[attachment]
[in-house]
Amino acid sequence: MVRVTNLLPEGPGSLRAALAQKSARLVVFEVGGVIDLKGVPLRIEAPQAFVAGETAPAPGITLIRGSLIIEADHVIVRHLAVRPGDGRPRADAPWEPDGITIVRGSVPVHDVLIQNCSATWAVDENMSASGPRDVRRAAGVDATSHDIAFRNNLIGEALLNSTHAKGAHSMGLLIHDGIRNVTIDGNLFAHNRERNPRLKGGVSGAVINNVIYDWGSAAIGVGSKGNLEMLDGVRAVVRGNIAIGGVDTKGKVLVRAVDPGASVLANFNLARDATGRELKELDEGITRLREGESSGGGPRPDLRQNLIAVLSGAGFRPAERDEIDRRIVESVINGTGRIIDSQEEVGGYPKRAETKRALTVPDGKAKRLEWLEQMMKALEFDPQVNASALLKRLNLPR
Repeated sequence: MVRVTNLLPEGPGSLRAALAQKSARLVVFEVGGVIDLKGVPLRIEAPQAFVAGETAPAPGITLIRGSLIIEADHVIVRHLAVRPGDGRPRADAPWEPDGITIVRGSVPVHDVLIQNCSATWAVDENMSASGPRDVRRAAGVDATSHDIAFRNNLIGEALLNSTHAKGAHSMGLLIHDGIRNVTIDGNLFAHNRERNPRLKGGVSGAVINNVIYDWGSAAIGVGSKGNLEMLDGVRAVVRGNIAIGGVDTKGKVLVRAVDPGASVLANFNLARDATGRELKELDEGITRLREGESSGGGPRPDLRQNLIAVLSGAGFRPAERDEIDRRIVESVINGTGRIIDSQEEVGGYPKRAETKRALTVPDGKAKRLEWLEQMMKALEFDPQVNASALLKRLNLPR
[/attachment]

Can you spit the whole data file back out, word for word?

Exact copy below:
[in-house]
Amino acid sequence: MVRVTNLLPEGPGSLRAALAQKSARLVVFEVGGVIDLKGVPLRIEAPQAFVAGETAPAPGITLIRGSLIIEADHVIVRHLAVRPGDGRPRADAPWEPDGITIVRGSVPVHDVLIQNCSATWAVDENMSASGPRDVRRAAGVDATSHDIAFRNNLIGEALLNSTHAKGAHSMGLLIHDGIRNVTIDGNLFAHNRERNPRLKGGVSGAVINNVIYDWGSAAIGVGSKGNLEMLDGVRAVVRGNIAIGGVDTKGKVLVRAVDPGASVLANFNLARDATGRELKELDEGITRLREGESSGGGPRPDLRQNLIAVLSGAGFRPAERDEIDRRIVESVINGTGRIIDSQEEVGGYPKRAETKRALTVPDGKAKRLEWLEQMMKALEFDPQVNASALLKRLNLPR
Repeated sequence: MVRVTNLLPEGPGSLRAALAQKSARLVVFEVGGVIDLKGVPLRIEAPQAFVAGETAPAPGITLIRGSLIIEADHVIVRHLAVRPGDGRPRADAPWEPDGITIVRGSVPVHDVLIQNCSATWAVDENMSASGPRDVRRAAGVDATSHDIAFRNNLIGEALLNSTHAKGAHSMGLLIHDGIRNVTIDGNLFAHNRERNPRLKGGVSGAVINNVIYDWGSAAIGVGSKGNLEMLDGVRAVVRGNIAIGGVDTKGKVLVRAVDPGASVLANFNLARDATGRELKELDEGITRLREGESSGGGPRPDLRQNLIAVLSGAGFRPAERDEIDRRIVESVINGTGRIIDSQEEVGGYPKRAETKRALTVPDGKAKRLEWLEQMMKALEFDPQVNASALLKRLNLPR